US 4530340 A
The combustion zone of an internal combustion engine is provided with a catalyst which is incorporated in the combustion zone as a thin layer placed on the internal cylinder walls and/or the top surface of the piston and/or on surfaces of the spark plug which are exposed to the combustion zone of the cylinder for the purpose of cracking the carbon-carbon bonds in the heavier fuel molecules immediately prior to combustion within the combustion zone of the cylinder. The light fuel molecules produced during fuel contact with the catalyst yields a more complete combustion and extraction of the exothermic energy, thereby increasing fuel economy and decreasing the amounts of incomplete combustion products leaving the exhaust. The catalysts for use in the present invention include acidic metal oxide mixtures.
1. In combination with a combustion chamber of an internal combustion engine having a combustion zone, catalytic cracking means positioned within the combustion zone for converting heavy hydrocarbon fuel molecules charged into the combustion chamber into a combustible mixture of lighter and more volatile hydrocarbon carbon fuel molecules, said catalytic cracking means comprising an acid catalyst applied as a coating on surfaces of said combustion zone not subject to mechanical abrasions.
2. The combustion chamber of claim 1 wherein said chamber is a cylinder containing a moving piston therein which forms said combustion zone at one end of said cylinder, said coating being applied to the internal surfaces of said one end of said cylinder.
3. The combustion chamber of claim 2 wherein said catalyst coating is further applied to a surface of said piston exposed to said combustion zone.
4. The combustion chamber of claim 2 further including an igniting means, portions of said igniting means being exposed to said combustion zone, said catalyst further being coated on said portions of said igniting means exposed to said combustion zone.
5. The combustion chamber of claim 1 wherein said chamber is a cylinder containing a moving piston which forms said combustion zone at one end of said cylinder, said catalyst coating being applied to a surface of said piston exposed to said combustion zone.
6. The combustion chamber of claim 1 further including means to ignite said combustible mixture within said combustion zone, a portion of said igniting means being exposed to said combustion zone, said catalyst coating being applied to said exposed portion of said igniting means.
7. The combustion chamber of claim 1 wherein said acid catalyst is an acidic metal oxide mixture.
8. The combustion chamber of claim 7 wherein said metal oxide mixture of comprises a carrier selected from the group consisting of silicon dioxide, aluminum oxide and zirconium dioxide and an added metal oxide of lesser electronegative level selected from the group consisting of cobalt oxide, magnesium oxide, titanium oxide and aluminum oxide.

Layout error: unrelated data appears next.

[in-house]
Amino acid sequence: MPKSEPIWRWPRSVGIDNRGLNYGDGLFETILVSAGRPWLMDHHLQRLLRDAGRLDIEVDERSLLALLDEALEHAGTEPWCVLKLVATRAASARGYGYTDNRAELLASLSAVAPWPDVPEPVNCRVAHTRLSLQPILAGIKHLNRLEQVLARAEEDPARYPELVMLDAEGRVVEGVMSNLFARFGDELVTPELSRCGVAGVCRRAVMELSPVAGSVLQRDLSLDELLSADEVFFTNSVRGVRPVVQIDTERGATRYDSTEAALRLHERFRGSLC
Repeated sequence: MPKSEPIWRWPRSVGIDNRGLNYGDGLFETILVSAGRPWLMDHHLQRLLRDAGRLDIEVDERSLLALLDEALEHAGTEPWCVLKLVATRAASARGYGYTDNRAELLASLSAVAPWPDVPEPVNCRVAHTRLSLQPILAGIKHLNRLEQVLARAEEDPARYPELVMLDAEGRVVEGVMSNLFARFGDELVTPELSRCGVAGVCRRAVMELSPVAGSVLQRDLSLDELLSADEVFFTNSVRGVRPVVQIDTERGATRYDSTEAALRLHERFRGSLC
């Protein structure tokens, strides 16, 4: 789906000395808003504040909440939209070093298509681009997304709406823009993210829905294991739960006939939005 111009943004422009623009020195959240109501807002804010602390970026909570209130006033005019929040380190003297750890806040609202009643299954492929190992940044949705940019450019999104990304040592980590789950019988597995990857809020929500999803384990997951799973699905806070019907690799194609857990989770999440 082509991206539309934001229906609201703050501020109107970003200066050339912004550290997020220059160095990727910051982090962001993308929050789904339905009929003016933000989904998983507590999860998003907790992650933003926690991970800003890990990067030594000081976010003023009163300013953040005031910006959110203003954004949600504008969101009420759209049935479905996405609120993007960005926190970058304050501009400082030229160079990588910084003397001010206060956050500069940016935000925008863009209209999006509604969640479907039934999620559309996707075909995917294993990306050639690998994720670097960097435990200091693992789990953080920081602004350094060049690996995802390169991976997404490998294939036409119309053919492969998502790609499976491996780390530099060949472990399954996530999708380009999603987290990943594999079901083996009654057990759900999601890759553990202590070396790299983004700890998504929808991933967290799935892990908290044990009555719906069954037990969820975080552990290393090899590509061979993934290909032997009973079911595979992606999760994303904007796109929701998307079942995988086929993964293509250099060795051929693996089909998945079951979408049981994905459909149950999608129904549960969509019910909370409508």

9. The combustion chamber of claim 8 wherein said added metal oxides are provided in amounts of about 10% to about 30% by weight of said carrier.
10. The combustion chamber of claim 1 wherein said catalyst is an acidic mixture of metal oxide particles, said metal oxide particles being bonded to said fuel contacting surfaces by a hardened molten metal film.
11. The combustion chamber of claim 1 wherein said catalyst is an acidic metal oxide catalyst in particulate form, said catalyst being bonded to said fuel contacting surfaces by means of a hardened fused glass.
12. In an enclosed chamber of an internal combustion engine including means to compress a vaporized fuel within said combustion chamber to initiate ignition and oxidation of said fuel, the improvement comprising the step of coating a catalyst on the surfaces forming the combustion zone within said combustion chamber, said catalyst having an acidic composition to perform a hydrocarbon cracking function with respect to molecules of said fuel.
13. The improvement of claim 12 wherein said catalyst is coated on at least one of the interior surfaces of said combustion chamber, of said igniting means exposed to said combustion zone, and of said compressing means exposed to said combustion zone.
14. The improvement as defined in claim 13 wherein the catalyst is coated by applying a bonding agent to the interior surface, said bonding agent having a melting point lower than that of the interior surfaces; heating the interior surfaces to a temperature between said melting points until the bonding agent is in a molten state; and embedding the catalyst in the bonding agent while in the molten state.
15. In combination with a combustion chamber device having a variable volume combustion zone to which a fuel mixture is fed containing heavy hydrocarbon molecules, and substrate surfaces exposed to said fuel mixture, means for enhancing combustion within said combustion zone, comprising non-oxidation catalytic means for cracking the heavy hydrocarbon molecules in response to contact with the fuel mixture, and means attaching said catalytic means to at least one of the substrate surfaces not subject to mechanical abrasion for effecting said contact with the fuel mixture to produce lighter and more volatile hydrocarbon molecules from the heavy hydrocarbon molecules within the combustion zone.
16. The combination of claim 15 wherein said catalytic means is a solid layer of acid catalyst particles including a carrier, a metal oxide, and an additive of lesser electronegative level than the carrier.